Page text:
Even as federal agencies struggle with tightening budgets, rising citizen expectations and a high percentage of the workforce nearing retirement eligibility, they need new ways of handling routine transactions and delivering personalized service to citizens. Addressing the problem with more staffing is not a sustainable solution. That’s true not only because of cost constraints but also because manual processes won’t deliver the speed, quality and control that agencies increasingly require.
In an Accenture survey of 200 federal program leaders with mission, business and operational responsibilities, 58 percent reported that a clear majority of their business processes require significant or complete manual processing. With more than 80 percent of these business process interactions with external parties—citizens, regulated industries, business partners and other government agencies—the implications are significant.
Intelligent automation is an ideal solution for highly process-driven government operations. Yes, the potential cost savings can be significant, but that’s not all. Agencies can also deliver added convenience and control through expanded self-service while freeing their workforce to solve thornier challenges.
What is Robotic Process Automation and Intelligent Automation?
Robotic Process Automation (RPA) is technology that enables a task to be automated using computer software. By completing repetitive, structured, rules-based tasks (think: data collection, entry and verification), the software makes it possible to automate business processes at scale. In many ways, RPA is the office equivalent of robots on a production line.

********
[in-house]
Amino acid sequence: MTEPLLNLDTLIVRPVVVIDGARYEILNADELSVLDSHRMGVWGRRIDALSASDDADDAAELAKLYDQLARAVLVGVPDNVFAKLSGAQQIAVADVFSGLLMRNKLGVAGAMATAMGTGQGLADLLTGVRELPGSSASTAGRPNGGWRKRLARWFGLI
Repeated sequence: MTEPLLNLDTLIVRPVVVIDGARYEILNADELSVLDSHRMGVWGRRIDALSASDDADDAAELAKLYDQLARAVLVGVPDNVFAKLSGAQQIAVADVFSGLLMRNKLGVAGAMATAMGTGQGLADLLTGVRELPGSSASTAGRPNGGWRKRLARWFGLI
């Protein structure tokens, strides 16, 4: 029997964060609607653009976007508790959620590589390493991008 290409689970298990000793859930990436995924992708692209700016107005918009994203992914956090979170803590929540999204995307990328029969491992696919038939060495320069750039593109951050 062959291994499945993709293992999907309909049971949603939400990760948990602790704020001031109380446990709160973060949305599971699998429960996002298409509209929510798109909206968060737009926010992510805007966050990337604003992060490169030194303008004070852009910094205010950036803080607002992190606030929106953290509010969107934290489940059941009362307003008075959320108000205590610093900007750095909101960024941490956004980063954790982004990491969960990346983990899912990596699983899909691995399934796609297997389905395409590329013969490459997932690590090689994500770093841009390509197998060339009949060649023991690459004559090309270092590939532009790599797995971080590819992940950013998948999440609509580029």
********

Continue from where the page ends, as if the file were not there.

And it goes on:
Intelligent Automation (IA) combines RPA technology with other artificial intelligence (AI) technologies and surrounds them with an understanding of processes and challenges. IA empowers agencies to automate more complex business rules and decisions that require added judgment. By taking advantage of AI technologies, such as natural language processing and machine learning, IA brings greater scale and insight to enterprise operations.
Another key difference is scope. RPA can be quickly implemented as a desktop solution, operating independently of the underlying processes that it supports. IA solutions, on the other hand, often entail a broader footprint—requiring greater integration to make more cognitive or human-like decisions.
And while RPA can deliver significant value, IA can generate even more. To make the most of Intelligent Automation, tackle it from the top down—with a focus on achieving outcomes, delivering insights and enabling systems to learn from experience.
Read on to discover eight compelling benefits and six common misconceptions about intelligent automation and robotic process Automation. Download the full report for an even closer look at specific ways to apply Intelligent Automation and examples of who’s “getting it right” when it comes to intelligent automation and robotic process automation.